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A Cratedigger's Dream: '60s-'80s Tapes Unearthed by Analog Africa
Label Feature

A Cratedigger's Dream: '60s-'80s Tapes Unearthed by Analog Africa

This is crate-digging at its best. Samy Ben Redjeb has spent over fifteen years chasing long-forgotten footnotes to unearth master tapes and cassettes from Africa. His label Analog Africa boasts an unheard-of selection of raw, authentic music from all over the continent. A rich and insanely diverse heritage of funk, afrobeat, psychedelic rock, mystic soul, and so much more from the '60s to '80s. Or, in Analog Africa's own words: "the best in both explosive foot-shufflers and hypnotic sauntering treasures from Africa."

By DannyVeekens
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“We were fed stuff that wasn’t reflecting the reality on the ground, the sophistication of the music, the advanced way of playing, the futuristic sounds, the dexterity of the musicians,” Analog Africa founder Samy Ben Redjeb told Red Bull Music Academy in 2017. Raised in Germany but born in Tunisia himself, it was Redjeb’s sole mission to unearth compelling histories and present local folklore from his home continent of Africa. Going far above and beyond Western music industry cliches about “African music”—the fact there’s even such a widely-used generic term to describe all the diverse music from 54 countries deep, speaks volumes.

Analog Africa pays respect to each and every one of those rich cultures in music. From kwaito to Afrobeat, and from soukous out of Congo to garage funk from Cameroon. Redjeb: “All my thoughts were aiming towards one task – to make sure I repay a city that has welcomed me with open arms and shed a different light on a country that deserves much more than its reputation, by releasing music that will blow your mind.”

Below we highlight selected artists, records, and stories from the vaults of Analog Africa, as available on Tracklib:

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Orchestre Poly-Rythmo de Cotonou

Orchestre Poly-Rythmo de Cotonou
Orchestre Poly-Rythmo de Cotonou

The Free Download on top of this feature is a song by Orchestre Poly-Rythmo de Cotonou, an all-star band from the West-African country of Benin. “An incredible groove machine and the mightiest funk ensemble in all of Africa,” in the words of the label. Their reinvention of Beninese Afrobeat earned them legendary status in Western Africa. Also because of their impressively vast catalog of over 500 recordings in a little over a decade since 1972.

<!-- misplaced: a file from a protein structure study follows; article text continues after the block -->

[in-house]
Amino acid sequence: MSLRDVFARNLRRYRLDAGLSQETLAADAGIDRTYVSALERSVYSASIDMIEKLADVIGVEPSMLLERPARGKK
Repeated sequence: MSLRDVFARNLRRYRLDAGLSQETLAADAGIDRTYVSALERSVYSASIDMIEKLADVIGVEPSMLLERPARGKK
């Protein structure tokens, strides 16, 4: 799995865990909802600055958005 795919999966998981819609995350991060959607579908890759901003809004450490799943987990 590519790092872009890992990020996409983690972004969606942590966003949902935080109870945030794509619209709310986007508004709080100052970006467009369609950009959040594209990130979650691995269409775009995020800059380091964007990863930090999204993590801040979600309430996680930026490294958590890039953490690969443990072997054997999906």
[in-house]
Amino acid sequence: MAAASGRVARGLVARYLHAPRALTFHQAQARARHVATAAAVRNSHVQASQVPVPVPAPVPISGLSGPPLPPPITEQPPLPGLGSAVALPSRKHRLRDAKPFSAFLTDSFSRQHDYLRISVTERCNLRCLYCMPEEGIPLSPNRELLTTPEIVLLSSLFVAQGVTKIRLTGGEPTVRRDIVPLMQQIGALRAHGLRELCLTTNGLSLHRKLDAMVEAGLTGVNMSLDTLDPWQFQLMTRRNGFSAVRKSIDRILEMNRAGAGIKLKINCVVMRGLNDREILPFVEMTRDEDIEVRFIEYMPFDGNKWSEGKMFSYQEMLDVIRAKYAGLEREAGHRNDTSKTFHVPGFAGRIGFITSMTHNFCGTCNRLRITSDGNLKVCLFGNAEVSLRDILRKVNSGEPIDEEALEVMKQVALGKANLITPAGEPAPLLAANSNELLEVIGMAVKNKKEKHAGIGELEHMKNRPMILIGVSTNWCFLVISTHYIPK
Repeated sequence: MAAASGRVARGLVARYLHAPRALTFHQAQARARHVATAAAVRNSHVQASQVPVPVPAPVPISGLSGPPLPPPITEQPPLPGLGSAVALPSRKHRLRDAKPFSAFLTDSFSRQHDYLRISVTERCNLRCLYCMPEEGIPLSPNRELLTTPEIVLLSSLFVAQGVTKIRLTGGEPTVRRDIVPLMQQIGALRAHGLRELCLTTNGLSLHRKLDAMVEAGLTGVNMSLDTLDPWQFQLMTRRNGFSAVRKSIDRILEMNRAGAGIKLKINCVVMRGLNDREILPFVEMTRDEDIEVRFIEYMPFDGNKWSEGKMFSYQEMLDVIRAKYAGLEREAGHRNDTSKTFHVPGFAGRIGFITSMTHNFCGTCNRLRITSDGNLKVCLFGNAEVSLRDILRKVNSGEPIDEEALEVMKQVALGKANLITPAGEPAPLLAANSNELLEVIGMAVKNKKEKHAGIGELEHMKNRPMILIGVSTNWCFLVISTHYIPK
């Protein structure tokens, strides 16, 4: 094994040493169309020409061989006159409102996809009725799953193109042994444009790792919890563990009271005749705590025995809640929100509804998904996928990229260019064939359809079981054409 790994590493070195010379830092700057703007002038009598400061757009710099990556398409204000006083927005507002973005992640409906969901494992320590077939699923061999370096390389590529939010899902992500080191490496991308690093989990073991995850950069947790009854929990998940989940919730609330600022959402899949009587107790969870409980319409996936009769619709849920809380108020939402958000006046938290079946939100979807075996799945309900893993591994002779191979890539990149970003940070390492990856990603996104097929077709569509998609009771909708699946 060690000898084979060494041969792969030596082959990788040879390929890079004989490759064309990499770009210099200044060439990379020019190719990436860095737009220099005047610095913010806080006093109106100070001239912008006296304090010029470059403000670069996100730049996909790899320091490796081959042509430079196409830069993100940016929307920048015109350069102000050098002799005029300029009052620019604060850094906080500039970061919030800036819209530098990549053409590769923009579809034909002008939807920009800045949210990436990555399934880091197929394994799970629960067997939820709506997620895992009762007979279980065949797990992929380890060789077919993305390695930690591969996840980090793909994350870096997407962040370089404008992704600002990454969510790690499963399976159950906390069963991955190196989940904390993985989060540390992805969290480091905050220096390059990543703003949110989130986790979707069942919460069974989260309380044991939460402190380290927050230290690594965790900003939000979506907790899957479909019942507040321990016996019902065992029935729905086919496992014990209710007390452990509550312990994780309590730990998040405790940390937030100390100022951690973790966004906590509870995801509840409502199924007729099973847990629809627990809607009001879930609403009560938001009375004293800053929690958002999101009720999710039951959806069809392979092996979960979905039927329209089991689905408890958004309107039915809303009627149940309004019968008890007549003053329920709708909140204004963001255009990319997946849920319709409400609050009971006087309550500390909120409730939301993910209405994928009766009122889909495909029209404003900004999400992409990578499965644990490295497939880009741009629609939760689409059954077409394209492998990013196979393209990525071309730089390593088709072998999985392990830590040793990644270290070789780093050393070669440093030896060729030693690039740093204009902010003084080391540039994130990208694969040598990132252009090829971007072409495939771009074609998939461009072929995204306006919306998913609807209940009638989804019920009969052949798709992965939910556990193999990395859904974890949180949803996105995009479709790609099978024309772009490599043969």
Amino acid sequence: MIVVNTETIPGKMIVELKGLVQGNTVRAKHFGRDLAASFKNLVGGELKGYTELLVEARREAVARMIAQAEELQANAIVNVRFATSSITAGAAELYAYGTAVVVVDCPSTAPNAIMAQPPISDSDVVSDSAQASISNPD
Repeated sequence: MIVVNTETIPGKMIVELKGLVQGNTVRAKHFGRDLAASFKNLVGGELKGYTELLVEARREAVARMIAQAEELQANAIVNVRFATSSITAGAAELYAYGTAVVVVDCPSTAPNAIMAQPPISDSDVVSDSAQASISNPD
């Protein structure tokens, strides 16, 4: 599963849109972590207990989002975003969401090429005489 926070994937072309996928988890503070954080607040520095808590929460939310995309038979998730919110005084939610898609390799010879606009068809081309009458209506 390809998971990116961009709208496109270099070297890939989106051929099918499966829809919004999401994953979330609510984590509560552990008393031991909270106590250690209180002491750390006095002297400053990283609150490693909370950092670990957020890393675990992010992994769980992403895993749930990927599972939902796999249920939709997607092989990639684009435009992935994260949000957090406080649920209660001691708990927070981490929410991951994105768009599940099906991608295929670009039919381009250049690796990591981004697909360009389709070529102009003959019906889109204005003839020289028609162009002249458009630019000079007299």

There’s also a song available on Tracklib by Poly-Rythmo vocalist Vincent Ahehehinnou, who was eventually forced out of the band by their then-manager. His first solo EP Best Woman continued to push his singular take on Afrobeat. That record was forgotten for over forty years until Analog Africa reissued the EP.

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The Cosmic Sound of Cabo Verde

Paulino Vieira making use of the "lost" gear (archive photo courtest of Analog Africa)
Paulino Vieira making use of the "lost" gear (archive photo courtest of Analog Africa)

Another intriguing treasure is Analog Africa’s compilation Space Echo: The Mystery Behind the Cosmic Sound of Cabo Verde Finally Revealed! The backstory is insane: In 1968, a cargo ship packed with synthesizers was on its way from Baltimore to the EMSE Exhibition, the first-ever electronic music exhibition to take place in the Southern hemisphere. But the day of departure, the ship with synths, keyboards, and other electronic music goods of leading brands including Moog, Korg, Rhodes, Farfisa, and Hammond mysteriously disappeared from the radar—until villagers of Cachaço, Cape Verde found one of the containers washed ashore.

According to the compilation's liner notes, anti-colonial leader Amílcar Cabral made sure the instruments were equally distributed to local places with electricity. The gear found its way into the hands of curious children and young adults, which contributed to the modernization of local rhythms like Mornas, Coladeras, and the dance-centric style of Funaná, banned until 1975 by Portuguese colonial rules for its sensuality.

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5:53